Fri 02/12/2021 13:58 PM
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GTT Communications and its creditors are considering a prepackaged chapter 11 filing to restructure the internet service provider’s debt, according to sources. Discussions are still at a preliminary stage and formal negotiations have not started, the sources cautioned. Continue reading as our Americas Core Credit team analyzes the GTT Communications debt restructuring and Request a Trial for access to the linked documents as well as our analysis and reporting on hundreds of other stressed, distressed and performing credits.

The company is expected to pay down its $1.7 billion U.S. L+275 bps term loan due 2025 and the $951.5 million EMEA L+325 bps term loan due 2025 with the proceeds from the proposed $2 billion sale of the company’s fiber network and data center infrastructure assets to I Squared Capital, the sources said. Pursuant to an amendment entered into last year in connection with the company’s priming term loan, net cash proceeds from the asset sale that remain after the priming term loan has been fully repaid that are not attributable to the U.S. borrower and its U.S. subsidiaries must be applied as follows, according to Americas Covenants by Reorg:

  • First, to fully prepay the 2020 EMEA incremental term loans;

  • Second, with net cash proceeds in an amount sufficient to fully prepay the EMEA term loans that are not 2020 EMEA incremental term loans, apply 75% of such amount to repay EMEA term loans that are not 2020 EMEA incremental term loans and 25% of such amounts to repay the U.S. term loans; and

  • Third, repay the U.S. term loans with any remaining net cash proceeds.

Net cash proceeds from the sale of the infrastructure business assets that are attributable to the U.S. borrower and its U.S. subsidiaries must be used to prepay the U.S. term loans.

Some of the EMEA lenders who did not participate in the incremental term loans had objected to the proposed amendments as these lenders held the view that they would be fully repaid at par with the sale proceeds ahead of the U.S. lenders outside of a bankruptcy, two of the sources said. However, holders of GTT’s U.S. loans contend that the EMEA lenders would be pari passu with them in a bankruptcy under a pre-agreed collateral sharing agreement, they added.

If implemented, the asset sale is expected to precede the bankruptcy proceedings, the sources added. Pursuant to the purchase agreement, the acquisition is expected to close during the first half of this year, and the buyer has the right to unilaterally terminate the acquisition if an insolvency event occurs with respect to GTT.

In a potential chapter 11, the term lenders would receive take-back paper in exchange for the remainder of their holdings and potentially a portion of the reorganized equity, the sources said. Holders of the $575 million 7.875% unsecured notes due 2024 would take the vast majority of the reorganized equity, the sources added. GTT could also raise additional capital through a rights offering funded by the noteholders, they said. The notes last traded in size at 26.25 on Feb. 11, according to TRACE.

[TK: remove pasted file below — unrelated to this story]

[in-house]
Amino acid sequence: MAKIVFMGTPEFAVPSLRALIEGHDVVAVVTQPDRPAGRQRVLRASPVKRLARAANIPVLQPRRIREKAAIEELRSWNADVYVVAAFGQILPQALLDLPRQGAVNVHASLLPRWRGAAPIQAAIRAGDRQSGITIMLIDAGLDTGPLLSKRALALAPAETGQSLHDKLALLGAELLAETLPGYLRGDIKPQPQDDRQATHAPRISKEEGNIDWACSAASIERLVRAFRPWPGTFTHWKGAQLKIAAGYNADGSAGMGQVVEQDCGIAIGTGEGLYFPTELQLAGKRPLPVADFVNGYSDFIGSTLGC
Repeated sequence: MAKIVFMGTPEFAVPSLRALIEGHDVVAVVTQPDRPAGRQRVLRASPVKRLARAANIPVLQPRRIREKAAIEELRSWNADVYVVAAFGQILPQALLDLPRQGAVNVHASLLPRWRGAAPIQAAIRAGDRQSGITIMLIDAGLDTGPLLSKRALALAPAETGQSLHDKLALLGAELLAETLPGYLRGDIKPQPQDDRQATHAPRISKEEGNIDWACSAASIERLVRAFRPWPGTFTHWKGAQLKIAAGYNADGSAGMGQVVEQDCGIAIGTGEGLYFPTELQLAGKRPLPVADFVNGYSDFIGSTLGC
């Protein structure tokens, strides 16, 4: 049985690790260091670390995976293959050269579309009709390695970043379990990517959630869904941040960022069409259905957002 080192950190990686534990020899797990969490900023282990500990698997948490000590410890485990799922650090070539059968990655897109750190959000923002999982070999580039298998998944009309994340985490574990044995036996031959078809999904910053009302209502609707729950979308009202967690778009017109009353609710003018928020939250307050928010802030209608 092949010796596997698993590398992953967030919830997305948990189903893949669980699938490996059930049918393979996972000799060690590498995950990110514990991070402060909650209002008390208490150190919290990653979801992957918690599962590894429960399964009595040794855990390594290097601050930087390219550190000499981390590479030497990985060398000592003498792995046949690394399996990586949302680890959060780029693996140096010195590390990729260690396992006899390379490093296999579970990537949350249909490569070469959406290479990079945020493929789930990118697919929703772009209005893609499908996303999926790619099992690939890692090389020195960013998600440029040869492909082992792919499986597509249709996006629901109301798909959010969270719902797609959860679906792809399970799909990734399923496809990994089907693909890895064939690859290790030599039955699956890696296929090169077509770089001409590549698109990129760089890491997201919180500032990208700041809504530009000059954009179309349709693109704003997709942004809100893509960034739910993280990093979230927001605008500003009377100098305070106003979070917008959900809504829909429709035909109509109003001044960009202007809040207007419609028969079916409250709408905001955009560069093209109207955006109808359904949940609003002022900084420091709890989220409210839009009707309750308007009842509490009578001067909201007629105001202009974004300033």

Talks to reach an agreement on GTT’s balance sheet restructuring have progressed slowly recently, the sources noted. The parties had also explored the option of converting the outstanding term loans post-paydown with the sale proceeds into new first lien paper with the unsecured notes due 2024 being exchanged for new second lien notes, potentially with PIK features, the sources said.

Implementing the restructuring via a chapter 11 process makes the most sense for GTT, as it would allow the company to retain the buyer for the infrastructure assets, the sources said, also citing the difficulty in getting the requisite consents, particularly from the EMEA lenders, for an out-of-court transaction. The EMEA lenders face the biggest downside among GTT’s creditors in a bankruptcy as their advantage of receiving prepayments ahead of the U.S. lenders is at risk in chapter 11, they added.

Prices on the EMEA and U.S. term loans are moving closer: The U.S. term loan was quoted today at 80/80.5, according to a trading desk. Meanwhile, the EMEA terms loans were quoted at 86.75/87.5 today, compared with the low 90s in mid-January, according to Solve Advisors.

A prepackaged chapter 11 filing assumes that the bondholders would be willing to give up their juicy coupon payments and yield in exchange for the implied risk/economics of owning equity in GTT, two sources said. “Bondholders will need to believe in the turnaround story of GTT and also be comfortable with the terms for the stub lenders, but this is as good an outcome as it gets for the bondholders,” one of the sources said. As a business, GTT is likely to still be highly leveraged and cash burn remains a concern, which is why it will need more new money, the sources said.

A key condition for accessing the second $175 million portion of the priming $275 million delayed-draw bridge facility is that the company must have provided a plan by Jan. 31 regarding tax strategy and implementation of a balance sheet recapitalization that is reasonably acceptable to certain ad hoc groups of lenders. While GTT has not formally announced anything, it is expected to make a disclosure in the next few days, the sources said. The current forbearance agreements related to late earnings reports between the company and its creditors expire on March 31.

GTT Communications did not respond to a request for comment.

--Harvard Zhang, Adelene Lee
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